Things went back to shit thanks to alcohol and some messed up emotions late one night during mid November. I had quite a few friends over, and Zach had been drinking as well as all of us, but Zach was drinking much more than anybody else, by a lot. He got obliterated and embarrassed me, himself, and my sister, so she told him to call his friend and go stay with him for the night. Being the extremist that he was, Zach took this as my sister breaking up with him, and all hell broke loose. I heard crashing on their end of the house so I went to their room to make sure my sister was okay. Their dresser was tipped over and Zach was flipping out. Threats of suicide were running rampant, as well as drunken insults.  I mentioned earlier that Zach has said the nicest things that anyone has ever said to me, but he has also said the meanest. Again, this goes back to the extremes within his personality. I took everything he was saying on the chin, and did everything I could to essentially talk him down (he was threatening to go drive, after drinking practically a bottle of liquor on his own), but things escalated and he wound up choking me out, grabbing his keys, and driving off into the night. He was back the next day, alive and intact, somehow. The trauma of a past Thanksgiving was still alive within him,  and it didn’t take a giant mental leap to connect the behavior with the calendar and the past.

The episodes that night caused Zach to get sober, and begin counseling. He was doing great. He was doing better with his kids, around the house, and at work. Everything was going great, for the most part, all through Christmas. My sister said without alcohol he was amazing, with the exception of growing more jealous and controlling. In mid January my sister broke up with Zach saying they needed some time for him to find some stability and essentially get his shit together. Zach being Zach, overfatalistic and extreme, made the absolute worst decision I’ve ever seen anybody make in my life. He got a 12 pack, four shots of whiskey, a 9mm Glock, a dark lonely hotel room, and a swat situation before shooting himself in the forehead while on the phone with my sister at 11:30 PM on January 21st, 2014.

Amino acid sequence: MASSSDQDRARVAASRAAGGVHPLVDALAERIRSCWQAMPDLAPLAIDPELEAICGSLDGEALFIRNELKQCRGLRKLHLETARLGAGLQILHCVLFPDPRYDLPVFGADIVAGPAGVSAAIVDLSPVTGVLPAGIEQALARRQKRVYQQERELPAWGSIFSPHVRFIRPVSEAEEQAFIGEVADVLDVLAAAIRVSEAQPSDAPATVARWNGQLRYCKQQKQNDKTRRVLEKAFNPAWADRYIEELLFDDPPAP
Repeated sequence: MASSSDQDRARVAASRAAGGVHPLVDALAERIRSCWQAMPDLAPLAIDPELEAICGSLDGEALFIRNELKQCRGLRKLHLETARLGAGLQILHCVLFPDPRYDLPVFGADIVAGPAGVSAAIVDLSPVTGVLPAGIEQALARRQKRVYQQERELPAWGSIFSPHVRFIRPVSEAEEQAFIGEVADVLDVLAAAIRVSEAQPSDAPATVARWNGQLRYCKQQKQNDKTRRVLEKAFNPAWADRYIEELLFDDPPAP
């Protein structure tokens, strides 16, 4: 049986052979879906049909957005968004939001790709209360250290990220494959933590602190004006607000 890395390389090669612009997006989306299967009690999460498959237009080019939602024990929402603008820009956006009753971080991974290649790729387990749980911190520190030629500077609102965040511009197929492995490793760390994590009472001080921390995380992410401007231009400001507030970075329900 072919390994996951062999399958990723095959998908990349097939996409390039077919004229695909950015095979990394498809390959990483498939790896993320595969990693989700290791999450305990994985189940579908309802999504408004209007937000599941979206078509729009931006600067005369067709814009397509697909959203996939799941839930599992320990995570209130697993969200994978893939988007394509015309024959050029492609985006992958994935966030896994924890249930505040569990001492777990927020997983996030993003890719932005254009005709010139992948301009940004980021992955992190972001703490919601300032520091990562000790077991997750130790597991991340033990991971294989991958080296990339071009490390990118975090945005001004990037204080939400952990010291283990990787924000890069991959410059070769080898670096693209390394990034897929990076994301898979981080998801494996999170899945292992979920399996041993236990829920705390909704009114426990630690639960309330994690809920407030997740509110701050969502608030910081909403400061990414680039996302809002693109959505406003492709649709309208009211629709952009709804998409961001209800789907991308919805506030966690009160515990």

Zach left behind two precious boys, a three year old Max, and a two year old William. They are spitting images of their father. Zach was an extremely intelligent man who had a lot of promise. He could’ve been something great, and I believe that with time, he would have. Seeing his brother kill himself at 19 was too much for him to shake. He had often talked about it with me, depicting it in a way as if it were a fantasy. If Zach’s brother hadn’t killed himself, he’d be on the other end of my house right now and I wouldn’t be writing this. For that reason, I believe that suicide is a disease, and it is ferociously contagious. Zach caught what David had.

I wrote this in the aftermath:

When Giants Fall

Nobody else could make me feel so small,

it had next to nothing to do with you being so tall,

nothing to do with you choking me against that wall,

but rather the magnitude of when giants fall,

if I could go back I would give you a call,

in my mind I know I could’ve caused you to stall,

I would conjure the words to help cushion your fall,

I think I could’ve helped but I know after all,

if a person is like me-truly this small,

you can’t catch a giant when they’re ready to fall.

I love and miss you brother. I know you’re with David.  Can’t wait to see you again. RIP Zach.

Why do “We love The Things That Hate Us”?

“We love the things that hate us, push snooze again girl I don’t wanna wake up, America the beautiful- that’s how she played us, wasn’t that cute-must have been her make up” (Slug, Atmosphere).